Staying at a hostel really proved to me that I only understand a small fraction of this world.
I’ve always known this, but, when you have people from Germany, Portugal, and Malaysia tell you about their lives back home it really sets in: you know nothing.
Does this mean I’m going to spend 2 months traveling the world now?
Hell no. I’m not a bum millennial.
I will certainly travel. But, in bursts. Perhaps every 6-12 months I’ll visit a new place for a week. I want to travel to not only experience new things, but also to learn and absorb new things. When you’re 23 and you “backpack through Europe” over a course of 2 months you’re not absorbing anything. You barely have time to process what you just saw in the last hour.
New places have the ability to massively shift your worldview, but it often takes time for previous experiences to set in. Like, I’m still reflecting on my trip to Pakistan from a year ago.
Have you ever finished a Calculus textbook in one go? No. Of course not. It can take months and months. Every lesson builds on the previous lesson. I see traveling as a lot like this. Previous experiences + time to reflect helps make future experiences even better.
I promise you if I went to all the top art museums in Europe over 2 months that wouldn’t be nearly as significant + memorable to me as spending 1 week at 2 of the top museums in Paris + exploring the city would.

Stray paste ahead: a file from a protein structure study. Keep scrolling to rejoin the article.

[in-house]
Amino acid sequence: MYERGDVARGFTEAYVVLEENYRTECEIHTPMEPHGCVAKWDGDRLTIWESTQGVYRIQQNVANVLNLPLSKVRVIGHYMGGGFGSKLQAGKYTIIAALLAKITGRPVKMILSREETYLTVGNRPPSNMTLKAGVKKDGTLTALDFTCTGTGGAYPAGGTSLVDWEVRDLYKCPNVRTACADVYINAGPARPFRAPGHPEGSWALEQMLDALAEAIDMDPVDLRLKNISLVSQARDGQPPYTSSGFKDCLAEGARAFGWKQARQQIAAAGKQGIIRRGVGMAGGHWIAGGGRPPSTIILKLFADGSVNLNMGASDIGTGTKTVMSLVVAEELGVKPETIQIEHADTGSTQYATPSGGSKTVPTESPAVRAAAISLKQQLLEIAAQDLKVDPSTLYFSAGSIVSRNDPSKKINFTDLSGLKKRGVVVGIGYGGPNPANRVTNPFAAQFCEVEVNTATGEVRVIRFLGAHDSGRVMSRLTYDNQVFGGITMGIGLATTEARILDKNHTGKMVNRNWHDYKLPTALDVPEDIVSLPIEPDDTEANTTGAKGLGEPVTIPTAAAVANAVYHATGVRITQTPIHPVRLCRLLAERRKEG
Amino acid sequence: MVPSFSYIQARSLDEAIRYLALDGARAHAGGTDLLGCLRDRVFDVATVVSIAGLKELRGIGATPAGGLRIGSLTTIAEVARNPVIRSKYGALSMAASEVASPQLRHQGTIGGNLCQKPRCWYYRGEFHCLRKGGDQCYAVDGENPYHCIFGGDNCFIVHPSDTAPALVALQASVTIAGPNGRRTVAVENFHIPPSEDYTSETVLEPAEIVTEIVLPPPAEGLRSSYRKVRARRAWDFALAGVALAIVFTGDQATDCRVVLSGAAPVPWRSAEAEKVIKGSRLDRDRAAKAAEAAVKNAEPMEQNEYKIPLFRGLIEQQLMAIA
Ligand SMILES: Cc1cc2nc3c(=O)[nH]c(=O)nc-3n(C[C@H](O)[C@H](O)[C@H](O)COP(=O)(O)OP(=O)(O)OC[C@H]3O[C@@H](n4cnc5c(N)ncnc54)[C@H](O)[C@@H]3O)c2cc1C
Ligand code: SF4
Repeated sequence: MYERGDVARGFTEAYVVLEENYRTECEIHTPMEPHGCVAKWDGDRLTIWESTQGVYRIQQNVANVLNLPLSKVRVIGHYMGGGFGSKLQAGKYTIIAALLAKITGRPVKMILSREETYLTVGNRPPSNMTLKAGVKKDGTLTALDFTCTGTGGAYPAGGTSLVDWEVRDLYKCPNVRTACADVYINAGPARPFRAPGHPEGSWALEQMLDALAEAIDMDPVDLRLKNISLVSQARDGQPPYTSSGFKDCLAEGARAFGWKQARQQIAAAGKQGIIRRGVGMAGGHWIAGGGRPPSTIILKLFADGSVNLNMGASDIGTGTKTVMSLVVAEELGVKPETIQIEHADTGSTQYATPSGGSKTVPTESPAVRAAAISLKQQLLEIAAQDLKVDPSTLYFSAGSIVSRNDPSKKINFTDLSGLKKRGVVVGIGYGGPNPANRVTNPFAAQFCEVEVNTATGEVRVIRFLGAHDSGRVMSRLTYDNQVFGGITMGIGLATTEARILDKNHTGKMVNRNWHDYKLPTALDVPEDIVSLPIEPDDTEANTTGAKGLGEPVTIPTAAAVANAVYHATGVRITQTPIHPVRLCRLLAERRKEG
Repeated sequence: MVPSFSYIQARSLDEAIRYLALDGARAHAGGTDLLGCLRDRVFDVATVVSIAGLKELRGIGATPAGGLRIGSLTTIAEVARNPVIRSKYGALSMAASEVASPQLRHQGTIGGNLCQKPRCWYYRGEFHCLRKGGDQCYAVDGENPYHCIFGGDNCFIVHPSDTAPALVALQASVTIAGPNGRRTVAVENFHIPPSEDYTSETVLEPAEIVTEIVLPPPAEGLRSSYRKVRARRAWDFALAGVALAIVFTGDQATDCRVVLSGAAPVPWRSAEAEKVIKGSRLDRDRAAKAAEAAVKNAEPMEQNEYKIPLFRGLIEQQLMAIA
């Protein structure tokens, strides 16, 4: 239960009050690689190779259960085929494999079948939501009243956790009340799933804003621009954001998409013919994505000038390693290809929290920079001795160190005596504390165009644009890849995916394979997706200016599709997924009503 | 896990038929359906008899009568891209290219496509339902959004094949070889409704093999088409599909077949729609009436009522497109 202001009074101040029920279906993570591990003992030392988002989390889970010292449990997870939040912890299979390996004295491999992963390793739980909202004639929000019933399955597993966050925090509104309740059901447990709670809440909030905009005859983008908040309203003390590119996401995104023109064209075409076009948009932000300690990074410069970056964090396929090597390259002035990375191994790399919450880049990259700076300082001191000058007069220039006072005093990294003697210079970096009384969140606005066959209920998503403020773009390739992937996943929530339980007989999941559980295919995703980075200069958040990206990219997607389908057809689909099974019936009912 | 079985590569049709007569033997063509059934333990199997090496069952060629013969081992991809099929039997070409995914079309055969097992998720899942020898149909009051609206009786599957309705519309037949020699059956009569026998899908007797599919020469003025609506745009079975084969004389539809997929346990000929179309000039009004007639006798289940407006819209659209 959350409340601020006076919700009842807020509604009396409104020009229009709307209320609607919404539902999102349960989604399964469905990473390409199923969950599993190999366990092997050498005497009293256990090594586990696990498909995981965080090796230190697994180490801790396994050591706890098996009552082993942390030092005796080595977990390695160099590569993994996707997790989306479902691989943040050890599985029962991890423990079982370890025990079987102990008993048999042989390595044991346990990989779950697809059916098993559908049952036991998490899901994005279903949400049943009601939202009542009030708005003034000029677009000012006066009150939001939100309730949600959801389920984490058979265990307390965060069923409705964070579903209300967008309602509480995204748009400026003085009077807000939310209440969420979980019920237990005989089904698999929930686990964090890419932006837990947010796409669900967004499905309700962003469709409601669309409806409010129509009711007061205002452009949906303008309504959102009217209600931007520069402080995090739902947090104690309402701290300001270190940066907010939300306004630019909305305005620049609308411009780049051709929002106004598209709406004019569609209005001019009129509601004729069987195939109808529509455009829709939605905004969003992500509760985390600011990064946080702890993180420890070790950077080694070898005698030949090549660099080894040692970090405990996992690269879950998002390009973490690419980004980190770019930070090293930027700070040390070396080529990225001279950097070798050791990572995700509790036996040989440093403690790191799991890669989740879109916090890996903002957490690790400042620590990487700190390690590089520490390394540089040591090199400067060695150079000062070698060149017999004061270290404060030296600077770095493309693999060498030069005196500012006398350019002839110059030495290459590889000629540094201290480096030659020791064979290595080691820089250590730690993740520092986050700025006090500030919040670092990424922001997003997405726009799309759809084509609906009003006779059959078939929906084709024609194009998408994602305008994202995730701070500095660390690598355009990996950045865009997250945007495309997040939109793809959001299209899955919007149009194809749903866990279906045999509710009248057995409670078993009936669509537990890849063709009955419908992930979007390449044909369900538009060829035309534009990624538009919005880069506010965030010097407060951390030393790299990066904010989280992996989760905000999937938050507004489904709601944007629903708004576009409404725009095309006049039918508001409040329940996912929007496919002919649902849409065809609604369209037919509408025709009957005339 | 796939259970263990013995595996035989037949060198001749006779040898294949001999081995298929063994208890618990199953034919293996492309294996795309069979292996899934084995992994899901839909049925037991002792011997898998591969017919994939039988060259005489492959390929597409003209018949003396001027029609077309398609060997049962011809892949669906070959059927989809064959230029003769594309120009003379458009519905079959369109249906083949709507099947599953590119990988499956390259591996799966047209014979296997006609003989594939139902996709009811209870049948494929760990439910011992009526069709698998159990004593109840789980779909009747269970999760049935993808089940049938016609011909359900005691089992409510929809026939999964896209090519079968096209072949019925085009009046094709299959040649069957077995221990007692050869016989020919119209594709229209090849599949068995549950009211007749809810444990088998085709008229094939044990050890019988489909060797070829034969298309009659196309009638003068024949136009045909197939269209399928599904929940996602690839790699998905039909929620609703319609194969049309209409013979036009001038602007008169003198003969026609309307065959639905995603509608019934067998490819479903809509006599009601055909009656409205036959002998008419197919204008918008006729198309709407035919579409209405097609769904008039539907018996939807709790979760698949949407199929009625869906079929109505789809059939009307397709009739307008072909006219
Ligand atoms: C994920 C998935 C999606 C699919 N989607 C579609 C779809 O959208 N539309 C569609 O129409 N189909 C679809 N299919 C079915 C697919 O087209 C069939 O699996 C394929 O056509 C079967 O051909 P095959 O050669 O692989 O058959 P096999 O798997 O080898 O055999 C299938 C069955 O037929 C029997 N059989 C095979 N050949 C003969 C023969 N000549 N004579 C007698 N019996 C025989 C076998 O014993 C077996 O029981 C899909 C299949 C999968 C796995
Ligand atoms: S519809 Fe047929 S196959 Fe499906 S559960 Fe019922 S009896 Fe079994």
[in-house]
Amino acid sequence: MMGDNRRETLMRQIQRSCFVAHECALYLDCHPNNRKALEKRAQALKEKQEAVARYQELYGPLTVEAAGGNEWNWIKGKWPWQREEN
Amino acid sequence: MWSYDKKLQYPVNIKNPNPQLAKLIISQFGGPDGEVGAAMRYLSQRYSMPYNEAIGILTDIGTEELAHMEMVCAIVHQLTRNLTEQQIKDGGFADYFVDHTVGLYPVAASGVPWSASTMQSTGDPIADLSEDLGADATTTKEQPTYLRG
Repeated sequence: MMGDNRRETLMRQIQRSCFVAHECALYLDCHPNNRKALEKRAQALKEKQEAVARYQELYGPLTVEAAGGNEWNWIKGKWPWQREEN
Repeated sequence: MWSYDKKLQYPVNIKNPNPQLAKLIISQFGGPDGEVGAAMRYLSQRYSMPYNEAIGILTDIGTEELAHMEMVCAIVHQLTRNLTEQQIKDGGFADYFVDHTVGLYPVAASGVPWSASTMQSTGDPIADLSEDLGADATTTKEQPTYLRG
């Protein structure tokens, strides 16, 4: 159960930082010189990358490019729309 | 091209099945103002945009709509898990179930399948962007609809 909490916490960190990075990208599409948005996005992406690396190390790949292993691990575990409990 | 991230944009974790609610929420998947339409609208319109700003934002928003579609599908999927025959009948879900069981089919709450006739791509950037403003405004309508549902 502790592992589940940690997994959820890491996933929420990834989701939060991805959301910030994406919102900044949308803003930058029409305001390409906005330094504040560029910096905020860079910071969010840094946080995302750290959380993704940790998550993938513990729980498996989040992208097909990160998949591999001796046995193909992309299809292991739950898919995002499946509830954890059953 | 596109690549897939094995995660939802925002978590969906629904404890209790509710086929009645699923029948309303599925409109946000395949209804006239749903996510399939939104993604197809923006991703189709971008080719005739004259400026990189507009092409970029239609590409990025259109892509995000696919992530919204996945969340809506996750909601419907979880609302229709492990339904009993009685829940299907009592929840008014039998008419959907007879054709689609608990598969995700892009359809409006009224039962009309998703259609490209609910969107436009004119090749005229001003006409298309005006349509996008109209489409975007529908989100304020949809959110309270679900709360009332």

Depth over breadth.
I went to a 2-day event called HustleCon this week. It’s a convention that brings together entrepreneurs for two days of talks and networking. Some hella cool founders spoke there like the founders of Strava, Native, Zapier, Method, Pandora, Calm, Hims, The Athletic, and IndieHackers.
1. Validate an idea as quickly as possible. Native Deodorant got v1 out in 3 weeks. Yes. That’s right. It took them 3 weeks to come up with a new deodorant formula, make it, ship it, and realize they were on to something.
2. Don't be afraid to really drill into a niche. If you get the niche right, chances are you can expand after that b/c your product would be super mature + high quality. Strava focused on bikers for 3+ years. They now have the hearts of hundreds of different niches.
3. If there is a thing people are passionate about, chances are there is likely a product to be built. The Athletic is ESPN but for super fans.
This week I’m in Seattle hanging out with my boy Alec. He is making an apple pie right now. Here is a short clip of my reaction to his Tesla parallel parking itself (was my first time in one today)
We’re going to road trip from Seattle -> SF! I’m hype. Once I’m back in SF, its back2work. I’ve sorta been floating around for a bit now, but now I finally have a place in SF, have worked out my finances, and am pretty committed to building stuff I think is cool.
I should note here that I’m not necessarily rushing to start a profitable startup. I don’t think it’s a switch you just flick on. I’ll likely spend a few months just shipping products I think are cool and will take it from there.
See yah next week :).